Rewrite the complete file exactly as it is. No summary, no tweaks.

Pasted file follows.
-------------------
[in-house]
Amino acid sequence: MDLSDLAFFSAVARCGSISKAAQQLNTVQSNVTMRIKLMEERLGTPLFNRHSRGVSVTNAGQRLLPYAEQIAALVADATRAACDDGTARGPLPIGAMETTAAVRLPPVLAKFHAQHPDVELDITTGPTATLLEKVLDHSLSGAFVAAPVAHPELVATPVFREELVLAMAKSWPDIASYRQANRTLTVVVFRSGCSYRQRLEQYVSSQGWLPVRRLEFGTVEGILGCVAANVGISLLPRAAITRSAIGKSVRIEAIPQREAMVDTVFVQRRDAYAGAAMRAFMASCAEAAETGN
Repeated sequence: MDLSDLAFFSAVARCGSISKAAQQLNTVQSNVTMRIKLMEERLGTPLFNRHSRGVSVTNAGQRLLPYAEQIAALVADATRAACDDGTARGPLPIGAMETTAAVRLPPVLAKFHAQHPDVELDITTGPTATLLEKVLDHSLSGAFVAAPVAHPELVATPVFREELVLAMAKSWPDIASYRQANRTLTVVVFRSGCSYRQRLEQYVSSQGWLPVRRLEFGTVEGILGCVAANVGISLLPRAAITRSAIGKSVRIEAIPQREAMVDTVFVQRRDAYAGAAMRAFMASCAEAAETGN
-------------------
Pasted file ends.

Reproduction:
[in-house]
Amino acid sequence: MDLSDLAFFSAVARCGSISKAAQQLNTVQSNVTMRIKLMEERLGTPLFNRHSRGVSVTNAGQRLLPYAEQIAALVADATRAACDDGTARGPLPIGAMETTAAVRLPPVLAKFHAQHPDVELDITTGPTATLLEKVLDHSLSGAFVAAPVAHPELVATPVFREELVLAMAKSWPDIASYRQANRTLTVVVFRSGCSYRQRLEQYVSSQGWLPVRRLEFGTVEGILGCVAANVGISLLPRAAITRSAIGKSVRIEAIPQREAMVDTVFVQRRDAYAGAAMRAFMASCAEAAETGN
Repeated sequence: MDLSDLAFFSAVARCGSISKAAQQLNTVQSNVTMRIKLMEERLGTPLFNRHSRGVSVTNAGQRLLPYAEQIAALVADATRAACDDGTARGPLPIGAMETTAAVRLPPVLAKFHAQHPDVELDITTGPTATLLEKVLDHSLSGAFVAAPVAHPELVATPVFREELVLAMAKSWPDIASYRQANRTLTVVVFRSGCSYRQRLEQYVSSQGWLPVRRLEFGTVEGILGCVAANVGISLLPRAAITRSAIGKSVRIEAIPQREAMVDTVFVQRRDAYAGAAMRAFMASCAEAAETGN